A: We really devised much of the health care framework even before the Gang of Six Senate (Finance Committee) leaders started meeting. In the summer of 2008, Sens. Grassley and Baucus held a summit and we were chugging along with planning our roundtables and it is my understanding that the leadership was frustrated with us that we were moving too quickly and they wanted us to slow down. We got agreement on 80 percent of the framework even before the Gang of Six started meeting to take on the remaining 20 percent. People were naturally impatient but the complexity of the job, connecting the dots and making the model work is a huge challenge so those who pushed for it to be done quickly were watching the clock and likely didn’t have a full appreciation for the issues we were attempting to resolve. The idea that the health care law could be done quickly and be done right is like saying you can go to the moon on the first try.

Q: What were the pieces that had been agreed to and what was the remaining 20 percent?

A: We agreed on the structure of the exchanges, state regulation, insurance reform, delivery system reform, the creation of the innovation center and financing mechanism. The last pieces that needed to be resolved and became problematic were the amount of funding, the offsets and the way the individual mandate would be implemented.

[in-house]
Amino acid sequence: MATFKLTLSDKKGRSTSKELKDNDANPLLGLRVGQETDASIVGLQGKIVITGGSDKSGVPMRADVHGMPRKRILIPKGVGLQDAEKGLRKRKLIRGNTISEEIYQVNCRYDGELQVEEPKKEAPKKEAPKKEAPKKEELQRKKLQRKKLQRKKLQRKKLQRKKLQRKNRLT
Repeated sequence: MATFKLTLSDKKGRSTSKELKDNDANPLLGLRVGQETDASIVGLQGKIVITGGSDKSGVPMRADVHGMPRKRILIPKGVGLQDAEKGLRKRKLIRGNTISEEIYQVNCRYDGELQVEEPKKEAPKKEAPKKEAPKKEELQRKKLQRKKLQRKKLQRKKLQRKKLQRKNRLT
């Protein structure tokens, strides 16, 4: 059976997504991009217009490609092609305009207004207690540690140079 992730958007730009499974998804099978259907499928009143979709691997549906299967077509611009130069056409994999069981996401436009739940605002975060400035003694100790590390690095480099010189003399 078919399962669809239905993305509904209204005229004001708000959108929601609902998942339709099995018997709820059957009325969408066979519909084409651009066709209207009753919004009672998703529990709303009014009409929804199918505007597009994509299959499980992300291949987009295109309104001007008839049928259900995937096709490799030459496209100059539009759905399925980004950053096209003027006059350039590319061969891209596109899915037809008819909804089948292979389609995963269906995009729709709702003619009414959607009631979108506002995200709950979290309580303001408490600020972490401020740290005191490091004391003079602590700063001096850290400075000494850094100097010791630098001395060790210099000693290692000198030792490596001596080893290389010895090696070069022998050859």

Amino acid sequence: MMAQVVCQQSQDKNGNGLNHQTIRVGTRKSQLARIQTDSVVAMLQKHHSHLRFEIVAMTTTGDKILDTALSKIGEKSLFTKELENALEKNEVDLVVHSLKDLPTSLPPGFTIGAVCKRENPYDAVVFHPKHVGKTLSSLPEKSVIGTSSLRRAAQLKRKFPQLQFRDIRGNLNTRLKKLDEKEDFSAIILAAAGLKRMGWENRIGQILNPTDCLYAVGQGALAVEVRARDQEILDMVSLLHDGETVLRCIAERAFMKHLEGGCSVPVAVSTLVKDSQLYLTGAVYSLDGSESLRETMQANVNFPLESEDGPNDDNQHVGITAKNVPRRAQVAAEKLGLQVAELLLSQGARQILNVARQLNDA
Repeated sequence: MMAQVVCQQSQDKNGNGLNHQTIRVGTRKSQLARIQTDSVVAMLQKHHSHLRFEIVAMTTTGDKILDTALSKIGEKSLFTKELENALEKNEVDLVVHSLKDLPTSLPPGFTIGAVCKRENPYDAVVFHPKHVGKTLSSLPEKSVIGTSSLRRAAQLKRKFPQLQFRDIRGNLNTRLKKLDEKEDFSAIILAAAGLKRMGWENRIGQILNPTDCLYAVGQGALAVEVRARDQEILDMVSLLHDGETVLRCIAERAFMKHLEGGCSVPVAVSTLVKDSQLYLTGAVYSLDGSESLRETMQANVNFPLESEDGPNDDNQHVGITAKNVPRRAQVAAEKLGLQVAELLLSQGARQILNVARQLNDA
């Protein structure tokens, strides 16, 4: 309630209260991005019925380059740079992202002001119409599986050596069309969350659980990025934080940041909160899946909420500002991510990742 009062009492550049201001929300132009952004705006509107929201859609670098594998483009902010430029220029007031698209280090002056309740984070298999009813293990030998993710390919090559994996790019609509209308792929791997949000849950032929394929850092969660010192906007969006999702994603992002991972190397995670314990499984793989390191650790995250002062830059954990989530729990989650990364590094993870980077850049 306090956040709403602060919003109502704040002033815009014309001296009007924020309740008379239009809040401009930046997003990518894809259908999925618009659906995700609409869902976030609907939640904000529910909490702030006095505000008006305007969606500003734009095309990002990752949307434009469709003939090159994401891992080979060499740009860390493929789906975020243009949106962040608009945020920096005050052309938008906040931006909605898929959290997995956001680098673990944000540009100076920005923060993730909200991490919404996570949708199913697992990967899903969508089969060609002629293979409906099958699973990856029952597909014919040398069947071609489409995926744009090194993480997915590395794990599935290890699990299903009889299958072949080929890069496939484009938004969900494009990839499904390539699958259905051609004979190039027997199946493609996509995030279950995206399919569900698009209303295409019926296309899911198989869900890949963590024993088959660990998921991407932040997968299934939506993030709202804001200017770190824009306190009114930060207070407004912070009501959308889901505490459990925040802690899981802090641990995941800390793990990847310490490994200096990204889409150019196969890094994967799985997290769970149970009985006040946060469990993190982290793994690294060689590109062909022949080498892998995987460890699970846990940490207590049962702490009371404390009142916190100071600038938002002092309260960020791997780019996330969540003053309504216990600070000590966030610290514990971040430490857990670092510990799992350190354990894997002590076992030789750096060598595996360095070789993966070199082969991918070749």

Q: What do you feel best about in the final law and what is your biggest regret about it?

A: It was rewarding from a professional standpoint to have been a part of the process and be on the inside for the development of health care reform. The delivery system reforms and value-based purchasing incentives, I think, will be the most transformative in the long run. As to regrets, I wish we’d been able to have a bipartisan Senate compromise so that the public could have embraced it and so much of it wouldn’t have been buried in controversy.

Q: Why did you pick Greenberg Traurig as your next landing place?

A: I wanted to go to a law firm and I wanted to practice law because I love the combination of the legal analysis and policy analysis and the in-depth work that you can do with the combination of the two. I just love it. And there is so much happening on the implementation side of things that it’s a really busy and exciting time to be in health law. And the opportunity to work with Nancy Taylor, (a former aide to Sen. Orrin Hatch, R-Utah) who runs the health practice, was just a great one. She has been a really close friend for so many years. I always learned something new from her.

Q: What is some of the work going to be on the implementation side?

A: We are working on a number of implementation issues because we work for the Business Roundtable, whose members are actively engaged in evaluating specific provisions of the law and providing concrete policy suggestions to the administration. We are also working with clients who want to do some innovative demonstration projects with the Center for Medicare and Medicaid Innovation. These are people who are trying to think about a cutting edge way to deliver higher quality care. Another issue is working on dual eligibles, those who qualify for Medicare and Medicaid, and how to fix the financing system to provide better care.